BikePortland

Bike-based businesses come together, hope to organize


Bike-based business owners at a
meeting this morning.
(Photos © J. Maus)

There is some serious momentum afoot for Portland’s growing number of bike-based businesses to organize into some sort of alliance. Nowhere has that momentum been more apparent than at a meeting to discuss the idea held at the Portland Development Commission’s downtown offices this morning.

The idea was first floated over a month ago by Hannah Sandmeyer of Q19 Greening (a company we profiled back in January). Sandmeyer sent out an email to several bike-based businesses wanting to gauge interest in coming together for a meeting to talk about how to “support and collectively empower businesses that run on two wheels.”

The response was very positive and this morning, well over a dozen people representing a number of businesses packed into a meeting room to brainstorm ideas and prioritize what they’d like to see in a new organization.

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Among the businesses represented were: Q19 Greening, Pedal Bike Tours, Portland Cascadia Pedicabs/Ice Trikes, BikeEmpowered, Cafe Velo, Soup Cycle, Portland Pedal Power, bike realtor Kirsten Kaufman, Portland Bicycle Tours, and others.

The shared trait of all these companies is that they operate bicycles on roadways as a primary part of their business.

Ken Wetherell of
Portland Pedal Power.

The meeting was facilitated by Michelle Poyourow of the Bicycle Transportation Alliance. She helped the group discuss what it wants in a new organization and then listed a set of agreed-upon priorities. Right from the start, business owners threw out ideas and their energy made it clear that this fledgling organization has some very real potential.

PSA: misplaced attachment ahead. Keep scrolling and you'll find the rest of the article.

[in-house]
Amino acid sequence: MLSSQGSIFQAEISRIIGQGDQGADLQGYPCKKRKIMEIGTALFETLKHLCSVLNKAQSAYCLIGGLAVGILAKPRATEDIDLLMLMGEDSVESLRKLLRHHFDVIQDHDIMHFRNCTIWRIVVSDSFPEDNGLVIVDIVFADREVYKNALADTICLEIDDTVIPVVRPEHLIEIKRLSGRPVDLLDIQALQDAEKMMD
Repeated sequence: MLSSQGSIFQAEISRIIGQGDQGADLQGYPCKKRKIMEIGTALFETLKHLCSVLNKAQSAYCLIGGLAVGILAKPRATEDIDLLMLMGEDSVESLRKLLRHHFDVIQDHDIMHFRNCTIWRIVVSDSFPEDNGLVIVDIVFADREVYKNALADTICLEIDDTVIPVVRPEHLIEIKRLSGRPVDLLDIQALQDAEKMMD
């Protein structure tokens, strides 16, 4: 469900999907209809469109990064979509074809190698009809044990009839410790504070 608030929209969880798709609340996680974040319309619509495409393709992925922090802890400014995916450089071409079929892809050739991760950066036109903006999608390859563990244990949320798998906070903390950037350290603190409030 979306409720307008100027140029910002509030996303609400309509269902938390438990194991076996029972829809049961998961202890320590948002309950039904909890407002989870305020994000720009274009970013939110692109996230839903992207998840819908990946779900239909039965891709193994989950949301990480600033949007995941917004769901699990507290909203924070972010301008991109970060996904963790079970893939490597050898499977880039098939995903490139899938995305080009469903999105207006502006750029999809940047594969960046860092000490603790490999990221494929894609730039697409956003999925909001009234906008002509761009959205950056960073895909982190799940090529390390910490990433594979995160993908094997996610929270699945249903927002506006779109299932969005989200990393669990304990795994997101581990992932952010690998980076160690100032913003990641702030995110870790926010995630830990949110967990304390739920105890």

This was just the first meeting and there are obviously many issues and action items to flesh out, but the networking and discussion that happened this morning are a very positive sign. In the end, the group voted on their top priorities going forward. Those were: Political representation and lobbying; pooling of marketing resources; finding insurance coverage (a big issue for bike businesses); acting as an incubator for new bike-based businesses (or helping non-bike businesses do more on bikes); and being a source of networking for business development.

At this point, it hasn’t been decided if the group should remain a stand-alone or if it should officially link up with the BTA. Another meeting is being scheduled to hash out those and other issues.

In other bike business news, there’s a separate effort going on to create a more formal bike-friendly business alliance — a new group that could help stand up to the not-always bike-loving Portland Business Alliance. More on that effort coming soon.

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